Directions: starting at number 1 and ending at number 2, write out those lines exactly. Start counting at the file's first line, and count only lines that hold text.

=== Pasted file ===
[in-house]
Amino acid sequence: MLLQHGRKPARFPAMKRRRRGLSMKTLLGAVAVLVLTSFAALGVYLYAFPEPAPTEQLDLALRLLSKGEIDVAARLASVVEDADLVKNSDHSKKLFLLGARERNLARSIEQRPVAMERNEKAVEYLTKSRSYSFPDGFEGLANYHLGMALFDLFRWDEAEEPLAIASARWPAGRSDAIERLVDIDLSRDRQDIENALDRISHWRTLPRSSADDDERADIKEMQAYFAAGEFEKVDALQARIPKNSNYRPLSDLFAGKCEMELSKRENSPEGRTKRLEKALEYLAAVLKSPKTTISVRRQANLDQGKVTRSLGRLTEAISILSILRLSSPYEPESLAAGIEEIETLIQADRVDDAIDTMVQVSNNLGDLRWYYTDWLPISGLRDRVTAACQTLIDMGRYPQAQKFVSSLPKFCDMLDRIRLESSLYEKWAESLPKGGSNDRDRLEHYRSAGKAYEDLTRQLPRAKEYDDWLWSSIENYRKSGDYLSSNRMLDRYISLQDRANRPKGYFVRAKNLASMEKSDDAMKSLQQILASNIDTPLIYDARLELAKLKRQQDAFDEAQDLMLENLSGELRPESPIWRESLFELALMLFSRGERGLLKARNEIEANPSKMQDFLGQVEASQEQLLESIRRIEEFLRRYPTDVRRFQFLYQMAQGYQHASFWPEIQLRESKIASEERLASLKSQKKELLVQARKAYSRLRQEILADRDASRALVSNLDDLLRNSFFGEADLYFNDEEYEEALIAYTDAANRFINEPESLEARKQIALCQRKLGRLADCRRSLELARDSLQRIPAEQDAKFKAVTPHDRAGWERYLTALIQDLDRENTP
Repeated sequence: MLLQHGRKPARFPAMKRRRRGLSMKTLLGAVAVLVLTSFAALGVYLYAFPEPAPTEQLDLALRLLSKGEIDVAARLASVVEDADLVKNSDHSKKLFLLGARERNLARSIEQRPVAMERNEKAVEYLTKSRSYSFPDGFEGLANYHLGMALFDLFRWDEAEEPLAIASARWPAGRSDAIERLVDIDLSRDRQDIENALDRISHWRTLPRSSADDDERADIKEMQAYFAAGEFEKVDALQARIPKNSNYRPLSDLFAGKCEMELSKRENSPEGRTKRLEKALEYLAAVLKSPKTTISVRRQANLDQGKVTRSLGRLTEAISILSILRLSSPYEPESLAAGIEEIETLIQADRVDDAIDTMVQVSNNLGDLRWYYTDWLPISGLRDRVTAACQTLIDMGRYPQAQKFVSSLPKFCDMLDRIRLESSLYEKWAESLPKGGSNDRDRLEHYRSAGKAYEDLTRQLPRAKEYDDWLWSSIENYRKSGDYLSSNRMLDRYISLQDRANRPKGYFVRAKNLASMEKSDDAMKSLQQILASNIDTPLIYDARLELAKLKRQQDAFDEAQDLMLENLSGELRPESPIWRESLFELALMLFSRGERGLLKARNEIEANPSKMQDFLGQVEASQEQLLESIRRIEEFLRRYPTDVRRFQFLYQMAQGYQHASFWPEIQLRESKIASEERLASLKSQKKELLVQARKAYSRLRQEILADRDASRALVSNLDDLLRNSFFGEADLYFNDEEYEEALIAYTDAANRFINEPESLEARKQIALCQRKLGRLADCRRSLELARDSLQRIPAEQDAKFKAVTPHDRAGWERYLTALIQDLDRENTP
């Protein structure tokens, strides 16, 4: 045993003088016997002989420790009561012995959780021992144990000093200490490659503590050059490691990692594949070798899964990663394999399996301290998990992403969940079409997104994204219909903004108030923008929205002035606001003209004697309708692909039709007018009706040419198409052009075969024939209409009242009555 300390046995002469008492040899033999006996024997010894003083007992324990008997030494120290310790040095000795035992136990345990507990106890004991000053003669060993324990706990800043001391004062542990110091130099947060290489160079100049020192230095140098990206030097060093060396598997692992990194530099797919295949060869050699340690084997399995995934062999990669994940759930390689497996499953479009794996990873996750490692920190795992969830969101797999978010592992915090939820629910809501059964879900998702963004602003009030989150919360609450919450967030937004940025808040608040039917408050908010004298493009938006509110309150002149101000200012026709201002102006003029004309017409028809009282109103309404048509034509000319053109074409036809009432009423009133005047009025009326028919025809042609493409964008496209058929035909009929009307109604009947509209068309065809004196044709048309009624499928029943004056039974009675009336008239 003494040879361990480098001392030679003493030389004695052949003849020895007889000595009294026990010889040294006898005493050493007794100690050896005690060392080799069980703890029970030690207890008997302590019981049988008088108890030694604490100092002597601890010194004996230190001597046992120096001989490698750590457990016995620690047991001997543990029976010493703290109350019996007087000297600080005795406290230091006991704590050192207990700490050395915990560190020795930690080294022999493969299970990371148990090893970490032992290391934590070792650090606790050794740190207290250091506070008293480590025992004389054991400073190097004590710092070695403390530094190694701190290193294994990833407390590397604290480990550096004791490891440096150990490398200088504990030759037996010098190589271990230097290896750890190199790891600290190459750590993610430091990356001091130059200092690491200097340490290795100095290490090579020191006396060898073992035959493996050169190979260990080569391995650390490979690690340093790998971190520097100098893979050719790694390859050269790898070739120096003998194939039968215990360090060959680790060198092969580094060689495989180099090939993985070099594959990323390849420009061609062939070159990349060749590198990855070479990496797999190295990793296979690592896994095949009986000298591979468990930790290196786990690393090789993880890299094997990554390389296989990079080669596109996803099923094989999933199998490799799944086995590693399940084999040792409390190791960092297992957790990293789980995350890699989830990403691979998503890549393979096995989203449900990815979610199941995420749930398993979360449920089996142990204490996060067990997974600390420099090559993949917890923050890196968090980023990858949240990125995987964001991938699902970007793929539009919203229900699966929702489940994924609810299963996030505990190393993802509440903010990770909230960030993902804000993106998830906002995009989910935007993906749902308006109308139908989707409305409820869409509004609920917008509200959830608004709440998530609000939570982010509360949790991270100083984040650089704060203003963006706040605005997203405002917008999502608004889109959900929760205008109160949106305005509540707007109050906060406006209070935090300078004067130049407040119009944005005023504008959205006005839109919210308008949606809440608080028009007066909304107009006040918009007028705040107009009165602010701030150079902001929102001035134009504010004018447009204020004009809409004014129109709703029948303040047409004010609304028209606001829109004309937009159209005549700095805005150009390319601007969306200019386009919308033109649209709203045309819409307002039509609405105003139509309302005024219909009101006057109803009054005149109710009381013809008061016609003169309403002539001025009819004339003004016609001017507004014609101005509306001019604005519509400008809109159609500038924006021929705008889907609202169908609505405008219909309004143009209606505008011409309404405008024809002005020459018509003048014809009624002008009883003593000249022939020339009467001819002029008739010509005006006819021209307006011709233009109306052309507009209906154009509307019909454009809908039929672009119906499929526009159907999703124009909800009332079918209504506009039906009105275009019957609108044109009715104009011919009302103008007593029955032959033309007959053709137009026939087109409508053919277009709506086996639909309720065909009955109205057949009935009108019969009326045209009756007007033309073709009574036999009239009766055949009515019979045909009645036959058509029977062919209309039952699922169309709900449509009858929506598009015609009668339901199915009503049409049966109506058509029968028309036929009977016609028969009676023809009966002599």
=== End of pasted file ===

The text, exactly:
[in-house]
Amino acid sequence: MLLQHGRKPARFPAMKRRRRGLSMKTLLGAVAVLVLTSFAALGVYLYAFPEPAPTEQLDLALRLLSKGEIDVAARLASVVEDADLVKNSDHSKKLFLLGARERNLARSIEQRPVAMERNEKAVEYLTKSRSYSFPDGFEGLANYHLGMALFDLFRWDEAEEPLAIASARWPAGRSDAIERLVDIDLSRDRQDIENALDRISHWRTLPRSSADDDERADIKEMQAYFAAGEFEKVDALQARIPKNSNYRPLSDLFAGKCEMELSKRENSPEGRTKRLEKALEYLAAVLKSPKTTISVRRQANLDQGKVTRSLGRLTEAISILSILRLSSPYEPESLAAGIEEIETLIQADRVDDAIDTMVQVSNNLGDLRWYYTDWLPISGLRDRVTAACQTLIDMGRYPQAQKFVSSLPKFCDMLDRIRLESSLYEKWAESLPKGGSNDRDRLEHYRSAGKAYEDLTRQLPRAKEYDDWLWSSIENYRKSGDYLSSNRMLDRYISLQDRANRPKGYFVRAKNLASMEKSDDAMKSLQQILASNIDTPLIYDARLELAKLKRQQDAFDEAQDLMLENLSGELRPESPIWRESLFELALMLFSRGERGLLKARNEIEANPSKMQDFLGQVEASQEQLLESIRRIEEFLRRYPTDVRRFQFLYQMAQGYQHASFWPEIQLRESKIASEERLASLKSQKKELLVQARKAYSRLRQEILADRDASRALVSNLDDLLRNSFFGEADLYFNDEEYEEALIAYTDAANRFINEPESLEARKQIALCQRKLGRLADCRRSLELARDSLQRIPAEQDAKFKAVTPHDRAGWERYLTALIQDLDRENTP